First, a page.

Fedweek Legal

In Markey v. Dept. of Transportation, 2008 MSPB 238 (October 30, 2008), the MSPB was asked to rule on whether the agency’s disclosure of Ms. Markey’s settlement of her whistleblower complaint to an agency EEO investigator was a breach of the nondisclosure provision of the settlement. The Board held there was such a violation, but in the particular facts of this case, found that there was no viable remedy for the breach.


Ms. Markey filed an Individual Right of Action (IRA) appeal with the MSPB in which she argued that the Department of Transportation terminated her during her probationary period in reprisal for her protected whistleblowing activities. The parties settled Ms. Markey’s appeal which resulted in, among other things, the records being changed to reflect that Ms. Markey resigned, rather than being terminated. Another provision of the parties’ settlement agreement required that the agreement be kept confidential and that it could not be disclosed by either party "except to the MSPB or to other government officials responsible for implementing the agreement." When the agency admittedly disclosed the existence and the terms of the settlement to an agency investigator, who was investigating an EEO complaint Ms. Markey filed, Ms. Markey filed a petition for enforcement with the MSPB. In her petition, Ms. Markey requested that the terms of the settlement remain in force, but that the agency either be "sanctioned" for the disclosure or that her IRA appeal be reinstated. For its part, the agency denied that the disclosure was a breach of the settlement and argued that the terms of the settlement were ambiguous or that, if there was a breach, the breach was not "material."

In finding that a breach occurred, the Board first noted that in construing the terms of a settlement, the words are of paramount importance and parol (other) evidence of the parties’ intent will only be considered if the terms of the agreement were ambiguous. The Board found no ambiguity in the nondisclosure provision of the settlement. Moreover, the Board found no justifiable reason for the breach because the agency could have disclosed that Ms. Markey "resigned" by disclosing the SF-50 Notice of Personnel Action to the EEO investigator without the need to disclose the settlement.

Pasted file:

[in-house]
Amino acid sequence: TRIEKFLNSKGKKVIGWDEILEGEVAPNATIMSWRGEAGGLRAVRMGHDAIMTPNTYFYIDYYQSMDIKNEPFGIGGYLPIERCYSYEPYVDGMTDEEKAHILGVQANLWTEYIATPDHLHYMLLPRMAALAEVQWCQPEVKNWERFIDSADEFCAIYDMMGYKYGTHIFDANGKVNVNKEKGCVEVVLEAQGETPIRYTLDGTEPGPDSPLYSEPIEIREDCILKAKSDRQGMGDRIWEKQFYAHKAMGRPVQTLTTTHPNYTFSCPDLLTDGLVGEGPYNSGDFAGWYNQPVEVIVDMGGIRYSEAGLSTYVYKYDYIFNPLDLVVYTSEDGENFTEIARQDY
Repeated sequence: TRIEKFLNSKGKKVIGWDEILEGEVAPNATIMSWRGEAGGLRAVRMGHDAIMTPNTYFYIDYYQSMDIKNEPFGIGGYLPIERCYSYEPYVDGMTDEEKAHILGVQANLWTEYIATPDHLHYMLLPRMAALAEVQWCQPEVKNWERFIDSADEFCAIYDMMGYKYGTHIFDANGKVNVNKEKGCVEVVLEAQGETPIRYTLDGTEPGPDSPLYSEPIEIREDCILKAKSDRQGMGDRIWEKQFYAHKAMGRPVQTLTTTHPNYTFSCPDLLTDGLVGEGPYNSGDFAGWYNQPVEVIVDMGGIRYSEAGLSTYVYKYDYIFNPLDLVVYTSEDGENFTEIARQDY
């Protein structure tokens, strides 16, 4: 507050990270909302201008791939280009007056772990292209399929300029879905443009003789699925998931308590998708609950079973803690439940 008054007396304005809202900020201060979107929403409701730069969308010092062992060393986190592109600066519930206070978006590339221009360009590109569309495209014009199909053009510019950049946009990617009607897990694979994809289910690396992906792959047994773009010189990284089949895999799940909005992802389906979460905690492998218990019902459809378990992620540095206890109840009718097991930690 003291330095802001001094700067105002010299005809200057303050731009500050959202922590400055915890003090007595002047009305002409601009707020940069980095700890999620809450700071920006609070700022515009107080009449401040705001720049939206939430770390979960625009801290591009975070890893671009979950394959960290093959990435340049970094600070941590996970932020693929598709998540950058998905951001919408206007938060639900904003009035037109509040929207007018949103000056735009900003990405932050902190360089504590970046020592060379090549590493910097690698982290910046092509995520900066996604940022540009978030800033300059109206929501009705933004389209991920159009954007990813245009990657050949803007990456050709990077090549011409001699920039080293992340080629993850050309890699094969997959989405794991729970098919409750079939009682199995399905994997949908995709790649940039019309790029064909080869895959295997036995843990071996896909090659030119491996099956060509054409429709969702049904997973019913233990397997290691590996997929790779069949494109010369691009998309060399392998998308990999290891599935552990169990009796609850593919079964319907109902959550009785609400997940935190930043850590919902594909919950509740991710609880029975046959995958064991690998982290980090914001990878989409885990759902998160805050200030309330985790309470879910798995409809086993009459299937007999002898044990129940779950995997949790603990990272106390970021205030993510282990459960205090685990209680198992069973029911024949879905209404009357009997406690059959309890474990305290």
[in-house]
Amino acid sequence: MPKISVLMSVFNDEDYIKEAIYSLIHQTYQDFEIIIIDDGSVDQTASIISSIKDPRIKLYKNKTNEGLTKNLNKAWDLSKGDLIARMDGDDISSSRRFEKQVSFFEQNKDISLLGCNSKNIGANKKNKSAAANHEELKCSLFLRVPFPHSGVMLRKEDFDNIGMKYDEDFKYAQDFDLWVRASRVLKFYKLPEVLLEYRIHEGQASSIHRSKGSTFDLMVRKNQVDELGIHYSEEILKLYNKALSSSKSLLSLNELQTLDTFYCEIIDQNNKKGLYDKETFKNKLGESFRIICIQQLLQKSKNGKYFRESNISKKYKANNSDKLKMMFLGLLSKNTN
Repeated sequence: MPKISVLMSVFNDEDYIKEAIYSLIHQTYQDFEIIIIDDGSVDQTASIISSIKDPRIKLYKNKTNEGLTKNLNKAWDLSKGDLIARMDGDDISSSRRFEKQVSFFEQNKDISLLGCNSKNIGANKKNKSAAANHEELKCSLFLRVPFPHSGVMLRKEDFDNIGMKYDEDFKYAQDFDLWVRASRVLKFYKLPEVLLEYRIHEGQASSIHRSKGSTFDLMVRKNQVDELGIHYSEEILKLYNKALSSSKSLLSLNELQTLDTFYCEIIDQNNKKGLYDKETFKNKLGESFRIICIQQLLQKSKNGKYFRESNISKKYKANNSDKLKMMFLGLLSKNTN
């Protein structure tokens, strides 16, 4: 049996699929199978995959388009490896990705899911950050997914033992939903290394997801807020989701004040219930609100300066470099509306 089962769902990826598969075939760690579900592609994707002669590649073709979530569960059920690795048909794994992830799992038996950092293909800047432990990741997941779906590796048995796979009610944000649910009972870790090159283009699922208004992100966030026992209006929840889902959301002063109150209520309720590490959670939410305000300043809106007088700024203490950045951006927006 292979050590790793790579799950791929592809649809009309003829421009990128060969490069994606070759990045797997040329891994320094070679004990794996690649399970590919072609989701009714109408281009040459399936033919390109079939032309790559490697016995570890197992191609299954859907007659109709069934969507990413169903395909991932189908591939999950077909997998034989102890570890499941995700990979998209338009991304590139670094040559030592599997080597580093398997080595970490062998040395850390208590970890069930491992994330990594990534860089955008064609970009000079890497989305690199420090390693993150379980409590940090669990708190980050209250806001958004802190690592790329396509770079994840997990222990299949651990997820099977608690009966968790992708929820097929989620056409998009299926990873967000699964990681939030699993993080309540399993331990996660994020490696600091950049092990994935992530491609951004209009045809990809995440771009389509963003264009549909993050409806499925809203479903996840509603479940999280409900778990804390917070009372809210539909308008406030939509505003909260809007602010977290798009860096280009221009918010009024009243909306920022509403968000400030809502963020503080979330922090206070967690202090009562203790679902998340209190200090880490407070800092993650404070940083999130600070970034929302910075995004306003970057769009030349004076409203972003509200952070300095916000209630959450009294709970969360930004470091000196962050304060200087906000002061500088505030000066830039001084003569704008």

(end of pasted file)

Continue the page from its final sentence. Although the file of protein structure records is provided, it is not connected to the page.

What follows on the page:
The Board also rejected the agency’s argument that the breach was not "material." The Board noted its past decisions finding that the violation of a nondisclosure provision to be a material breach. The Board that the nondisclosure provision was a major benefit to Ms. Markey who, in exchange, agreed to withdraw her IRA appeal.

Nonetheless, the Board found that there was no available enforcement remedy that would cure the agency’s material breach. The Board noted that in most cases, the non-breaching party may elect to enforce the agreement or rescind the agreement and reinstate the appeal. However, in this case, Ms. Markey specifically requested that the agreement not be rescinded and that it remain in effect. The Board rejected Ms. Markey’s requests for sanctions against the agency, holding that sanctions are a means to enforce compliance. Because the agency had already failed to comply and Ms. Markey wanted the agreement to remain in force, the Board found sanctions to be inappropriate. The Board similarly denied Ms. Markey’s request that her IRA appeal be reinstated, finding no legal basis for allowing Ms. Markey to pursue her appeal without rescinding the settlement agreement.

This case points out the difficulties employees face when an agency breaches a settlement agreement. Often, the only remedy is to reinstate the case the employee settled. That remedy is frequently not a practical solution depending on the employee’s current circumstances at the time of the breach and the risks of litigating the case that was settled. In this case, Ms. Markey’s "victory" was a hollow one.

* This information is provided by the attorneys at Passman & Kaplan, P.C., a law firm dedicated to the representation of federal employees worldwide. For more information on Passman & Kaplan, P.C., go to http://www.passmanandkaplan.com.


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